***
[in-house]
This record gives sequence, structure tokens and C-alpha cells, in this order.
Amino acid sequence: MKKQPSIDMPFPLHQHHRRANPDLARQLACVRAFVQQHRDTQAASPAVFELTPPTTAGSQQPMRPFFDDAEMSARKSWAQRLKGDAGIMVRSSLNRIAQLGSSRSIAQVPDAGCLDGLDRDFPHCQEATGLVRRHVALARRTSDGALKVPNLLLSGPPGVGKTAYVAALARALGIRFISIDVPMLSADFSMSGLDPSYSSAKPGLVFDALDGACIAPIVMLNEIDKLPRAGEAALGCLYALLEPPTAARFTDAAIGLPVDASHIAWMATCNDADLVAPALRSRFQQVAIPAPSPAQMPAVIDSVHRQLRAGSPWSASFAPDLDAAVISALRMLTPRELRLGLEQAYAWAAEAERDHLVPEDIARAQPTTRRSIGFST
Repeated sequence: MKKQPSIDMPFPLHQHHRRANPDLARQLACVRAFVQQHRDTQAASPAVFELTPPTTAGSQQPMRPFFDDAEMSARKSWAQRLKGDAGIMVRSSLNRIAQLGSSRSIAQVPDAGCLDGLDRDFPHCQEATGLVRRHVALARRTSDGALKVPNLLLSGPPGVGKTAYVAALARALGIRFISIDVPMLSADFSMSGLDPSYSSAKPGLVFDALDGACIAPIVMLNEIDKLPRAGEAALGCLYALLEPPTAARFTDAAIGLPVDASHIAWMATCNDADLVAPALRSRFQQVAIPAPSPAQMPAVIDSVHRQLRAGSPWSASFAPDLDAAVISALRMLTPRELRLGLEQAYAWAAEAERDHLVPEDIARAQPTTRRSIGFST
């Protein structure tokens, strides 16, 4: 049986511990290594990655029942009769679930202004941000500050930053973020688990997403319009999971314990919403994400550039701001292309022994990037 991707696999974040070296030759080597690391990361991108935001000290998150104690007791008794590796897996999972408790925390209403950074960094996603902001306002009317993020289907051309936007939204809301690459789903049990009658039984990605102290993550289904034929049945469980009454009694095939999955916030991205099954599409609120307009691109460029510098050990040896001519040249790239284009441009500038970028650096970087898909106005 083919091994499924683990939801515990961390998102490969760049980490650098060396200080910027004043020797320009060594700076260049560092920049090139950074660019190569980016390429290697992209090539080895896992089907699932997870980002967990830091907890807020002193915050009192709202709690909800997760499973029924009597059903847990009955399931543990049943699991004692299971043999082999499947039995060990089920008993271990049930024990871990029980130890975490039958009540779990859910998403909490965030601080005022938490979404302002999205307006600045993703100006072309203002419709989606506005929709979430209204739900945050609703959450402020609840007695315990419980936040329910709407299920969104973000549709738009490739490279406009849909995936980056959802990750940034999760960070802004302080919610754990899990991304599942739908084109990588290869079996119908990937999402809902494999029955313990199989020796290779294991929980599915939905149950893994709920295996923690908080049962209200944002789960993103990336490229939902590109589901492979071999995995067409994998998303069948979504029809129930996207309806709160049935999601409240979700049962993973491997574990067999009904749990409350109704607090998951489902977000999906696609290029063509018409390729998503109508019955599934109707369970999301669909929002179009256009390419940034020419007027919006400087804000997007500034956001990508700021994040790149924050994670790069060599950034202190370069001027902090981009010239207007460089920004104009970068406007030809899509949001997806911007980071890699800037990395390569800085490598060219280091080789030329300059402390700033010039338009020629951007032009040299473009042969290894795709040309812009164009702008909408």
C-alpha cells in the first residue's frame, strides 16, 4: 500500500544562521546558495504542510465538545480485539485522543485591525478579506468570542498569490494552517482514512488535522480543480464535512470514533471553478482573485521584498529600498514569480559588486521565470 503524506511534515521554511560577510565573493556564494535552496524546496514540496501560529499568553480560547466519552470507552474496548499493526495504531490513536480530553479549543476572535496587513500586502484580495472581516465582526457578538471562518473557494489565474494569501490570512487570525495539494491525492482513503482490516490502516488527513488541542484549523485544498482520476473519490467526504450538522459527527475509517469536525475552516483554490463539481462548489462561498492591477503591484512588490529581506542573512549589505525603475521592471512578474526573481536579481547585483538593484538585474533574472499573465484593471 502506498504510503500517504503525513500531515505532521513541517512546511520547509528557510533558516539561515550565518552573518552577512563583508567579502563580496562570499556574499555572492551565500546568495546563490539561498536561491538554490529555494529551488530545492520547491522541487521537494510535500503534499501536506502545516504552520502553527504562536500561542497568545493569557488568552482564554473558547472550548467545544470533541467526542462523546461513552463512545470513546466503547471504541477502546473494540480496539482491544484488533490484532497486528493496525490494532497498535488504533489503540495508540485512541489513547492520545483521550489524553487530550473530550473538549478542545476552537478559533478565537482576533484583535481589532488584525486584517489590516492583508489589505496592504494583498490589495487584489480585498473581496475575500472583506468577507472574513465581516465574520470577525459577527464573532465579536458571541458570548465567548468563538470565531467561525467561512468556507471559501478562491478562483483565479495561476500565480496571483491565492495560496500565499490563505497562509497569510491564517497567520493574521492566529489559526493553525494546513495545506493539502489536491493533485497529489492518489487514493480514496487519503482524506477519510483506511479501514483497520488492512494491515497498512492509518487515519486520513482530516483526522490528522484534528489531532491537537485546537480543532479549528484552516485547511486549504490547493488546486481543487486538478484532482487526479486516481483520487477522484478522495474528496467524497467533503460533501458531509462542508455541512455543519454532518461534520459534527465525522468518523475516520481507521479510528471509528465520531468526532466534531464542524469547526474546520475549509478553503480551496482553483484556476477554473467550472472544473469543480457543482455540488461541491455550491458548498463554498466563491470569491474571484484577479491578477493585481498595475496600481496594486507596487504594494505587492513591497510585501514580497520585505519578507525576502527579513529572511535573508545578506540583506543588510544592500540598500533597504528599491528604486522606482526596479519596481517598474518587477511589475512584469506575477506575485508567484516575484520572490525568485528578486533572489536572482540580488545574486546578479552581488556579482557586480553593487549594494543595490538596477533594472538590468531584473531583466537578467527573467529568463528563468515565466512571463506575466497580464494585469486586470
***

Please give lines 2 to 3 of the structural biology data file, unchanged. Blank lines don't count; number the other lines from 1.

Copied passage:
This record gives sequence, structure tokens and C-alpha cells, in this order.
Amino acid sequence: MKKQPSIDMPFPLHQHHRRANPDLARQLACVRAFVQQHRDTQAASPAVFELTPPTTAGSQQPMRPFFDDAEMSARKSWAQRLKGDAGIMVRSSLNRIAQLGSSRSIAQVPDAGCLDGLDRDFPHCQEATGLVRRHVALARRTSDGALKVPNLLLSGPPGVGKTAYVAALARALGIRFISIDVPMLSADFSMSGLDPSYSSAKPGLVFDALDGACIAPIVMLNEIDKLPRAGEAALGCLYALLEPPTAARFTDAAIGLPVDASHIAWMATCNDADLVAPALRSRFQQVAIPAPSPAQMPAVIDSVHRQLRAGSPWSASFAPDLDAAVISALRMLTPRELRLGLEQAYAWAAEAERDHLVPEDIARAQPTTRRSIGFST